The direct link to the survey is at https://redcap.sydney.edu.au/surveys/?s=4YPC9TJWDX.

Please feel free to give Paul a call on 0402-974-010 if you would like more information on the project.

Victorian Powerchair Sports League

Friday, August 31st, 2018

Interested in Joining Powerchair Sports?

Victorian Powerchair Sports League (VPSL) is set to be launched on October 14!

VPSL is the showcase for powerchair sports in Victoria. The league displays the all-round skills of each athlete in the three sports of Football/Soccer, Hockey and Rugby.

The league is open to all ages, genders, disabilities and they most definitely welcome beginners! Please see links to a poster, information pack and calendar of events. Information can also be found on the website: http://vewsa.org.au/2018/08/21/launching-the-victorian-powerchair-sports-league/

VPSL is distributing a survey aimed at gauging the community interest for powerchair sports. The survey is aiming to give an indication of interest to see if any new players are interested in joining their newest league. It is also hoping to indicate what areas they can expand their programs to in the future.

The survey can be completed here: https://www.surveymonkey.com/r/VictorianPowerchairSportsLeague.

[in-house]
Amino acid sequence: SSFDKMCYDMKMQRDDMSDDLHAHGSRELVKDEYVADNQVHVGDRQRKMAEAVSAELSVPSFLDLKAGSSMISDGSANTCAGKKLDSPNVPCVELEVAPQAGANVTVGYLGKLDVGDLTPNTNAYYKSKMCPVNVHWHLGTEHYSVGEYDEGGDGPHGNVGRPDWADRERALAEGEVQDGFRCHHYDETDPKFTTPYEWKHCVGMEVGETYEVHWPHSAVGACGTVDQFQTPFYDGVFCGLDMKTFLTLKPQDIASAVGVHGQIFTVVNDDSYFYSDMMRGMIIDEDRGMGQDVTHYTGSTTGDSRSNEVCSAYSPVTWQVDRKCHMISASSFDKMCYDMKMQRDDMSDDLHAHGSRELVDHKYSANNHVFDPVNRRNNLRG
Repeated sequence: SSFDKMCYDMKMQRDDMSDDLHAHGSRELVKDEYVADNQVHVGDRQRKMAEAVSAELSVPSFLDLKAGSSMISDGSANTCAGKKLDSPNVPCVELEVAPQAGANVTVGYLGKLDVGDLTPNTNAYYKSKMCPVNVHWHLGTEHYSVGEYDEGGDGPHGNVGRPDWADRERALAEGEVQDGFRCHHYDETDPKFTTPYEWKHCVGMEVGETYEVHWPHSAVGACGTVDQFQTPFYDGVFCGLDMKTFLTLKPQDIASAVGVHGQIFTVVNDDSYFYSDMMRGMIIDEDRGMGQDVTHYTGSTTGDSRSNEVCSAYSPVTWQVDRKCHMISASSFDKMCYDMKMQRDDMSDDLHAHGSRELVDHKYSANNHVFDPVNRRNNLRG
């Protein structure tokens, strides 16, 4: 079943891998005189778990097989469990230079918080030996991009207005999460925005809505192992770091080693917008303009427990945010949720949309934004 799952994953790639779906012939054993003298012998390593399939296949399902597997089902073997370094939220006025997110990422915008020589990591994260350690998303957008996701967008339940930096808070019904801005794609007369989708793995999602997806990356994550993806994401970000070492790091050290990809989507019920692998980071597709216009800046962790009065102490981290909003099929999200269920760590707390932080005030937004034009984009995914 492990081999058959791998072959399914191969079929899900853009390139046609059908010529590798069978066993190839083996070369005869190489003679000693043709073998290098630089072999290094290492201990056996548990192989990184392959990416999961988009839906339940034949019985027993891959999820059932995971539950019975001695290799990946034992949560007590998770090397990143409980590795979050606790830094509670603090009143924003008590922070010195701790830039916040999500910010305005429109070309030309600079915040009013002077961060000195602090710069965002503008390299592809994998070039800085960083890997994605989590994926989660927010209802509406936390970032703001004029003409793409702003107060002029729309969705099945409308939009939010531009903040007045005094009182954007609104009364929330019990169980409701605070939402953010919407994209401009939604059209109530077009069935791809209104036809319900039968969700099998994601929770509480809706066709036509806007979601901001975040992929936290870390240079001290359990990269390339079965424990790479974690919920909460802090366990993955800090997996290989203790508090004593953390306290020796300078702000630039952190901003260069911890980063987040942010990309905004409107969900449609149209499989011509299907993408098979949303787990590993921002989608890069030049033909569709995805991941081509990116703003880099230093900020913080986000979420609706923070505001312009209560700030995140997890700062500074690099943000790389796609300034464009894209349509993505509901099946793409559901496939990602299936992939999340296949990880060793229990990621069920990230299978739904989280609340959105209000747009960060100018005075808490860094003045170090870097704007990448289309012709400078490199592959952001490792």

For more information contact:

Luke David
President

Victorian Electric Wheelchair Sports Association (VEWSA)

Phone: 0424 160 174 | Email: info@vewsa.org.au

Learn more about VEWSA on their website

NDIS Workshops

Thursday, August 23rd, 2018

Understanding the NDIS workshops

AFDO (Australian Federation of Disability Organisations) Disability Loop is rolling out more NDIS workshops across Victoria. Our “Understanding the NDIS” workshops are designed by people with disability, for people with disability and their families and carers.

Their next set of workshops will be held in the Bayside Peninsula and Southern Melbourne regions, located at a few different venues, in September.

They will be holding week-day sessions (1pm – 4pm), week-day evening sessions (5:30pm – 8:30pm), and weekend sessions (10am – 1pm).

You can learn more about ADFO’s NDIS workshops and register, by visiting their Disability Loop website “events” page: https://www.disabilityloop.org.au/events.html

This three-hour workshop will cover lots of different parts of the NDIS, including knowing who is eligible for the NDIS, working out what support you can get in your NDIS plan, to actually using the funds in your NDIS plan to live a better life in the community.